Rhabdomyosarcomas have been identified in the abdominal wall,14 tongue,10,14 shoulder region,9,14 masseter muscle,14 buccal muscles,14 heart,14 urinary bladder,11 uterus,12 hind limbs,8 and deep digital flexor tendon13 in horses. In cattle, rhabdomyosarcomas involving the abdominal wall,15 brisket,16 pleura,4 thoracic wall,18 perifemoral soft tissue,17 and heart19 have been reported. The location of the mass between the thorax and scapula in the case described in this report is therefore not particularly unusual.

In humans, soft tissue sarcomas, including rhabdomyosarcomas, are generally highly metastatic with a predilection for the lymph nodes, lungs, and bone marrow. Masses located on the extremities have a higher rate of metastasis than masses located elsewhere.20 Of the 14 equine cases of rhabdomyosarcoma, 4 involved metastases; the primary tumors involved the hind limbs,8 deep digital flexor tendon,13 and urinary bladder.11 Only 2 of the 6 bovine cases involved metastases; the primary tumors involved the abdominal wall15 and brisket.16 In both species, metastases were detected in the liver, lungs, kidneys, adrenal glands, uterus, and lymph nodes. Lymph node metastases were also evident in the case described in the present report.

Histologically, the rhabdomyosarcoma in the alpaca of the present report was similar to those previously described. Immunohistochemical analysis is necessary for a definitive diagnosis because features such as nonuniform texture and color of surfaces, marked cellular pleomorphism, high mitotic index, and local invasion of surrounding tissues are not specific to this soft tissue tumor. Previous reports4,7–19 of rhabdomyosarcomas in horses and cattle consistently used MyoD1 or myogenin labeling for confirmation of muscle differentiation and myoglobin and MyoD1 for confirmation of striated muscle differentiation, as was done in this case.

Although it is difficult to draw any conclusions regarding the biological behavior of rhabdomyosarcoma in domestic animals from the available literature, several observations can be made. Most of the described cases, including that of the alpaca of this report, were evaluated because of a mass that had expanded dramatically over a period of just a few months. Most affected animals either died or were euthanized because of poor prognosis, but several patients survived long term following complete excision.14 However, this approach may not be feasible in many cases, including the alpaca of this report, because of the location and size of the mass or anatomic structures involved. Additionally, one must take into consideration the likelihood of metastases and economic value of the animal when choosing such a radical treatment.

a.

Dako M0821, monoclonal mouse anti–human cytokeratin antibody, DAKO Denmark A/S, Glostrup, Denmark.

b.

Dako M7020, monoclonal mouse anti–human vimentin antibody, DAKO Denmark A/S, Glostrup, Denmark.

c.

Dako M0760, monoclonal mouse anti–human desmin antibody, DAKO Denmark A/S, Glostrup, Denmark.

d.

Dako M0635, monoclonal mouse anti–human actin antibody, DAKO Denmark A/S, Glostrup, Denmark.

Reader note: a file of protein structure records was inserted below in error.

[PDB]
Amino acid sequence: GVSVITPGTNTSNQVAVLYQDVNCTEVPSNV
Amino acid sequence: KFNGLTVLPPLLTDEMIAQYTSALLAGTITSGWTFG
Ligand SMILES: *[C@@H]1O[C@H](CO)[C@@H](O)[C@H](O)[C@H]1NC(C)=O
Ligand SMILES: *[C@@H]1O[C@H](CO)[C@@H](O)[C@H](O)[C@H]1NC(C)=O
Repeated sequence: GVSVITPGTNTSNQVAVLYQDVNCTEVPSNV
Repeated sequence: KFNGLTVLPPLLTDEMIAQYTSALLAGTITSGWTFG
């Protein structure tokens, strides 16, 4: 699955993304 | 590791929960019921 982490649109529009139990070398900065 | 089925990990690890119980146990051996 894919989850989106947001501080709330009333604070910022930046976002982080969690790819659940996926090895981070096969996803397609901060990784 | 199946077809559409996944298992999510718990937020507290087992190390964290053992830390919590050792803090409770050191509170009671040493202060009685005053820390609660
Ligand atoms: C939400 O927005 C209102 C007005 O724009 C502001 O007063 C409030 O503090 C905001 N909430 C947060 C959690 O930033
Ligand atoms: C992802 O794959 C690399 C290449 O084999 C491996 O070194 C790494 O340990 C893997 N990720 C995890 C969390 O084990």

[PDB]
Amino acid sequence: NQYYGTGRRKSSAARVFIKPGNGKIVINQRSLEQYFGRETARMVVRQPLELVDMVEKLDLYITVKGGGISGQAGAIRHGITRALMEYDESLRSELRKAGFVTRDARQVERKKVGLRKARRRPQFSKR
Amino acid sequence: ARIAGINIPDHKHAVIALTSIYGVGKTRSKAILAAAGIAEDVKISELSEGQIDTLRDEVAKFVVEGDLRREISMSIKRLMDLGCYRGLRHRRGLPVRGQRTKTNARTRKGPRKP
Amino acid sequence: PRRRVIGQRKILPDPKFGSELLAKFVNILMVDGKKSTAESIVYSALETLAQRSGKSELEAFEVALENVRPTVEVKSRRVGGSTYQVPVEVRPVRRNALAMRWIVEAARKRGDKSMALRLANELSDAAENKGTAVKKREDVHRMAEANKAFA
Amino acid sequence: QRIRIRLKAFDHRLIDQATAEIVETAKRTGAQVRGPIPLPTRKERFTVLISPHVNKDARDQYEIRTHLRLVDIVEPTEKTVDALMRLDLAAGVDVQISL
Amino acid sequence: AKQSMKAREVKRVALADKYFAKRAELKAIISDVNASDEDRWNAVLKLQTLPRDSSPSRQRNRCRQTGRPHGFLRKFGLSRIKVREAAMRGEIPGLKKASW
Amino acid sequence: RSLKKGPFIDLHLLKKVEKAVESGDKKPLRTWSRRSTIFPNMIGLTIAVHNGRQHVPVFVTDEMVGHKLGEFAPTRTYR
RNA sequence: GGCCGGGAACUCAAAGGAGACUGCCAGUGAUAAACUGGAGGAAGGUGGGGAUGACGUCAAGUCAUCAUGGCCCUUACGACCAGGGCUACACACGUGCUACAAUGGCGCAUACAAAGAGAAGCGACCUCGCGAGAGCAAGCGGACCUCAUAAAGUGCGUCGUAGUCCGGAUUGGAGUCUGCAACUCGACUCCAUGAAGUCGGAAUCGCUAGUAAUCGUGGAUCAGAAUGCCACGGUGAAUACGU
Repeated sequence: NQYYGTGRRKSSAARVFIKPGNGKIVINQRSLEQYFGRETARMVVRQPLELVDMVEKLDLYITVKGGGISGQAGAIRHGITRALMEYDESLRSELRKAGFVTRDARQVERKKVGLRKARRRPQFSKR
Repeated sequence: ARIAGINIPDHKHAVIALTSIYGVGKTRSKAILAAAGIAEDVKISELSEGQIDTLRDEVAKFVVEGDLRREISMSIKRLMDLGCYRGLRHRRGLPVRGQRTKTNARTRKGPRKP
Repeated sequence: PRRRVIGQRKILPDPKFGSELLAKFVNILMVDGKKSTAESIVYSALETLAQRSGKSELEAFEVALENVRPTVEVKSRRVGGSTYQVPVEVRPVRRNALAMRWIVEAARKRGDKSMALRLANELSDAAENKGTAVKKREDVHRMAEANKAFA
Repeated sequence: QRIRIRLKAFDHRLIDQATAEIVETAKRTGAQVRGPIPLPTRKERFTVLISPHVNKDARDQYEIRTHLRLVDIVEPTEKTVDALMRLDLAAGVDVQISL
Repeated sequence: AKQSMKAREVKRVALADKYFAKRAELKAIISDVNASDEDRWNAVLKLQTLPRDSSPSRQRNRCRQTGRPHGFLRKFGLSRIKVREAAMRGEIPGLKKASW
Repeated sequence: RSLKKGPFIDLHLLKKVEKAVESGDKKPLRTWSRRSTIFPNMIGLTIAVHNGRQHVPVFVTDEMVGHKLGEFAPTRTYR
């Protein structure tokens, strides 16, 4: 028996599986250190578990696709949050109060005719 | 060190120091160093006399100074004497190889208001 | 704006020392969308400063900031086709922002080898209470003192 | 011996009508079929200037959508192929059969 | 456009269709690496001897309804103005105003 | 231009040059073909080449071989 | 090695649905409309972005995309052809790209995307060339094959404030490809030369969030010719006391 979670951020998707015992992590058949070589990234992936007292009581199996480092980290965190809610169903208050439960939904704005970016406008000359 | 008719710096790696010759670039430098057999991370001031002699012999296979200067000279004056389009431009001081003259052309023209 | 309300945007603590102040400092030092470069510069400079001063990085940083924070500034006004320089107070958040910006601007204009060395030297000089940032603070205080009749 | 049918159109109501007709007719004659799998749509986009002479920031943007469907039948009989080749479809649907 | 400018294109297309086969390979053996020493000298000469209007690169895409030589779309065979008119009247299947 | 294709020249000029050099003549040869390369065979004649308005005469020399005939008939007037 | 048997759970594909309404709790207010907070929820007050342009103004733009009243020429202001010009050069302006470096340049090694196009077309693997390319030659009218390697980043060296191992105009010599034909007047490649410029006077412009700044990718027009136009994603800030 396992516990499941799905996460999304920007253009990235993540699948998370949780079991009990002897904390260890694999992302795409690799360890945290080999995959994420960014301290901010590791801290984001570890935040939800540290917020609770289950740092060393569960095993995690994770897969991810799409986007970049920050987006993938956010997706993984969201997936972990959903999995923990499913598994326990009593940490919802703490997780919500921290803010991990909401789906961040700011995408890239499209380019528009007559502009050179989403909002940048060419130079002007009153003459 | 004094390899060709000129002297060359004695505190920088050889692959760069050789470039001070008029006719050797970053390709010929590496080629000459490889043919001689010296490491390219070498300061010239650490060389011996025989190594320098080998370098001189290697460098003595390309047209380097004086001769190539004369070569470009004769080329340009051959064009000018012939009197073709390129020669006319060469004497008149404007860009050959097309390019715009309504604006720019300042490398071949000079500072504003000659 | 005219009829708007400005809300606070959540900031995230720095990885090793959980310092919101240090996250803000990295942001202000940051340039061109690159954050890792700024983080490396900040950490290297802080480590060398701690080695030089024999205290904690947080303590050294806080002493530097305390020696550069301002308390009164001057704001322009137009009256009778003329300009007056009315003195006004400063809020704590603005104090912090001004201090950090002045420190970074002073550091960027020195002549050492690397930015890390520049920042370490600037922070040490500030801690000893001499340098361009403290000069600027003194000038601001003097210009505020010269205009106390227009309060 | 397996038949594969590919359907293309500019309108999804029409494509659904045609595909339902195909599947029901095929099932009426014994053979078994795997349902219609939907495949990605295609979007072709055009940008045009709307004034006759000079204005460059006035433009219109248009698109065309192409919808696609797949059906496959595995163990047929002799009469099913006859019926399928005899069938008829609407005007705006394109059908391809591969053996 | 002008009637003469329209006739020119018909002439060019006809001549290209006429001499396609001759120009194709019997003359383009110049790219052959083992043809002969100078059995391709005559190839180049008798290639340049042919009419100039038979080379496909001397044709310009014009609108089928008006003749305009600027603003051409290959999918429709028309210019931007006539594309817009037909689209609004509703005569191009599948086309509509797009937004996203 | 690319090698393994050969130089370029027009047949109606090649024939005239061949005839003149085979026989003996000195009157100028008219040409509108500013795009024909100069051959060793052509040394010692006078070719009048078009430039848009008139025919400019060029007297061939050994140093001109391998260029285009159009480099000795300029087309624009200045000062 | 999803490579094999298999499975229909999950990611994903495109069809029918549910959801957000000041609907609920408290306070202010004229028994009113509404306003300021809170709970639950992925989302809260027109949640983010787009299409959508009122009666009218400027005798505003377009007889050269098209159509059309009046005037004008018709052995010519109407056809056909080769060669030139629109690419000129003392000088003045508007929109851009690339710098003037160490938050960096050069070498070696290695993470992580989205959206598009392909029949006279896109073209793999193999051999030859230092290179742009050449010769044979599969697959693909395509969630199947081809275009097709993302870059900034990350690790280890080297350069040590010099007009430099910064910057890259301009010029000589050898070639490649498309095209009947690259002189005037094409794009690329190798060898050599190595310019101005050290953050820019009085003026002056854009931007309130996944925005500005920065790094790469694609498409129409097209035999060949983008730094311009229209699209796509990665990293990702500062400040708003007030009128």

e.

Dako A0324, polyclonal rabbit anti–human myoglobin antibody, DAKO Denmark A/S, Glostrup, Denmark.

f.

Dako M3512, monoclonal mouse anti–MyoD1 antibody, DAKO Denmark A/S, Glostrup, Denmark.

g.

Dako A0452, polyclonal rabbit anti–human CD3 antibody, DAKO Denmark A/S, Glostrup, Denmark.

h.

Dako M7051, monoclonal mouse anti–CD79α antibody, DAKO Denmark A/S, Glostrup, Denmark.

i.

Dako A0099, polyclonal rabbit anti–human lysozymes antibody, DAKO Denmark A/S, Glostrup, Denmark.

j.

Dako M0718, monoclonal mouse anti–human CD68 antibody, DAKO Denmark A/S, Glostrup, Denmark.

References

  • 1. Liptak JM, Forrest LJ. Soft tissue sarcomas. In: Withrow SJ, Vail DM, eds. Small animal clinical oncology. 4th ed. St Louis: Saunders, 2007; 425454.

    • Search Google Scholar
    • Export Citation
  • 2. Kobayashi M, Sakai H, Hirata A, et al. Expression of myogenic regulating factors, myogenin and MyoD, in 2 canine botryoid rhabdomyosarcomas. Vet Pathol 2004; 41: 275277.

    • Crossref
    • Search Google Scholar
    • Export Citation
  • 3. Wick MR, Hornick JL. Immunohistology of soft tissue and osseous neoplasms. In: Dabbs DJ, ed. Diagnostic immunohistochemistry, theranostic and genomic applications. 3rd ed. Philadelphia: Saunders, 2010; 83136.

    • Search Google Scholar
    • Export Citation
  • 4. Jimma K, Wada Y, Ishikawa Y, et al. Differentiated embryonal rhabdomyosarcoma in a cow. J Vet Med Sci 1999; 61: 577580.

  • 5. Valentine BA, Martin JM. Prevalence of neoplasia in llamas and alpacas (Oregon State University, 2001–2006). J Vet Diagn Invest 2007; 19: 202204.

    • Crossref
    • Search Google Scholar
    • Export Citation
  • 6. Hamer AN. Striated muscle tumors in horses. Vet Rec 1982; 111: 367368.

  • 7. Baker JR, Leyland A. Histological survey of the tumors of the horse with particular reference to the skin. Vet Rec 1975; 96: 419422.

  • 8. Finocchio EJ, Coffman JR, Strafuss AC. Rhabdomyosarcoma in a horse. Vet Med Small Anim Clin 1969; 64: 494496.

  • 9. Aupperle H, Borgel C, Raila G, et al. Morphological, immunohistochemical, and ultrastructural findings in an embryonal rhabdomyosarcoma of a newborn Thoroughbred foal. J Equine Vet Sci 2004; 24: 159164.

    • Crossref
    • Search Google Scholar